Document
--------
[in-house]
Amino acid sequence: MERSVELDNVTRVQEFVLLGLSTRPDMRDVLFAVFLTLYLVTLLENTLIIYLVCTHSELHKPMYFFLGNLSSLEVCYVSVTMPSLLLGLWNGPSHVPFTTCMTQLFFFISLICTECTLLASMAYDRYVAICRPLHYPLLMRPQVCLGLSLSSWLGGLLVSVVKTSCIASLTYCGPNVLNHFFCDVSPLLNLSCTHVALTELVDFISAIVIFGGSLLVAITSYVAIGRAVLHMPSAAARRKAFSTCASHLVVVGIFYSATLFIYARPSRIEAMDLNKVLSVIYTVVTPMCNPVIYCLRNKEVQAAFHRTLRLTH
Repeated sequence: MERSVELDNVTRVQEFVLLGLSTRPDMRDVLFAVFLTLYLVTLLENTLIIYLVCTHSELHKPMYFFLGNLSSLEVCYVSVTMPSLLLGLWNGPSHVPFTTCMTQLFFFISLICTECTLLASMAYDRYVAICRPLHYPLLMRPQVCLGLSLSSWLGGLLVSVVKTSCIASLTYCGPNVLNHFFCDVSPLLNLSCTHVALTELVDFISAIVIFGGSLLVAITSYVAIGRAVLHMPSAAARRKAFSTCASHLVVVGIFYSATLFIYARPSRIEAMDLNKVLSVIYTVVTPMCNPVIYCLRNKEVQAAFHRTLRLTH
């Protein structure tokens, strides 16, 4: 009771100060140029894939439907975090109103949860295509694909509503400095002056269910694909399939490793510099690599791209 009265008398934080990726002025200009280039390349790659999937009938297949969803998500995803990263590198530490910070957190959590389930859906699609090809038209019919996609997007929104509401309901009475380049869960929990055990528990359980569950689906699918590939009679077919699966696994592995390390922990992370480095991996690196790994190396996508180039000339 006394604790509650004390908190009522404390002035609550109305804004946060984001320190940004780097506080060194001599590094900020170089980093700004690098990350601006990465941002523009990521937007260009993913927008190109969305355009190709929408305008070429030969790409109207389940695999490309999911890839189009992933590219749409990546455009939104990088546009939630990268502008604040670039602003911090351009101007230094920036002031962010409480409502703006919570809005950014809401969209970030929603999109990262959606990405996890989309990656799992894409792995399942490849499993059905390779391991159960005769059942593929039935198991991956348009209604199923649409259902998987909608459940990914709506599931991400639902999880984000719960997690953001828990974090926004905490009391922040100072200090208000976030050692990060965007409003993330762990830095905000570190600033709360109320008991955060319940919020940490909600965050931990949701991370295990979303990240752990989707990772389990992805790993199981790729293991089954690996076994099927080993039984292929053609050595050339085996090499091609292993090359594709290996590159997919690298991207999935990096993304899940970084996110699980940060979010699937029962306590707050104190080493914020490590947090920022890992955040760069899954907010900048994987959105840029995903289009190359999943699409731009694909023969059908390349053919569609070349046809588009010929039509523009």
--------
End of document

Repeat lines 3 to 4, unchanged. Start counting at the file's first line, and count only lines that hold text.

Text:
Repeated sequence: MERSVELDNVTRVQEFVLLGLSTRPDMRDVLFAVFLTLYLVTLLENTLIIYLVCTHSELHKPMYFFLGNLSSLEVCYVSVTMPSLLLGLWNGPSHVPFTTCMTQLFFFISLICTECTLLASMAYDRYVAICRPLHYPLLMRPQVCLGLSLSSWLGGLLVSVVKTSCIASLTYCGPNVLNHFFCDVSPLLNLSCTHVALTELVDFISAIVIFGGSLLVAITSYVAIGRAVLHMPSAAARRKAFSTCASHLVVVGIFYSATLFIYARPSRIEAMDLNKVLSVIYTVVTPMCNPVIYCLRNKEVQAAFHRTLRLTH
């Protein structure tokens, strides 16, 4: 009771100060140029894939439907975090109103949860295509694909509503400095002056269910694909399939490793510099690599791209 009265008398934080990726002025200009280039390349790659999937009938297949969803998500995803990263590198530490910070957190959590389930859906699609090809038209019919996609997007929104509401309901009475380049869960929990055990528990359980569950689906699918590939009679077919699966696994592995390390922990992370480095991996690196790994190396996508180039000339 006394604790509650004390908190009522404390002035609550109305804004946060984001320190940004780097506080060194001599590094900020170089980093700004690098990350601006990465941002523009990521937007260009993913927008190109969305355009190709929408305008070429030969790409109207389940695999490309999911890839189009992933590219749409990546455009939104990088546009939630990268502008604040670039602003911090351009101007230094920036002031962010409480409502703006919570809005950014809401969209970030929603999109990262959606990405996890989309990656799992894409792995399942490849499993059905390779391991159960005769059942593929039935198991991956348009209604199923649409259902998987909608459940990914709506599931991400639902999880984000719960997690953001828990974090926004905490009391922040100072200090208000976030050692990060965007409003993330762990830095905000570190600033709360109320008991955060319940919020940490909600965050931990949701991370295990979303990240752990989707990772389990992805790993199981790729293991089954690996076994099927080993039984292929053609050595050339085996090499091609292993090359594709290996590159997919690298991207999935990096993304899940970084996110699980940060979010699937029962306590707050104190080493914020490590947090920022890992955040760069899954907010900048994987959105840029995903289009190359999943699409731009694909023969059908390349053919569609070349046809588009010929039509523009």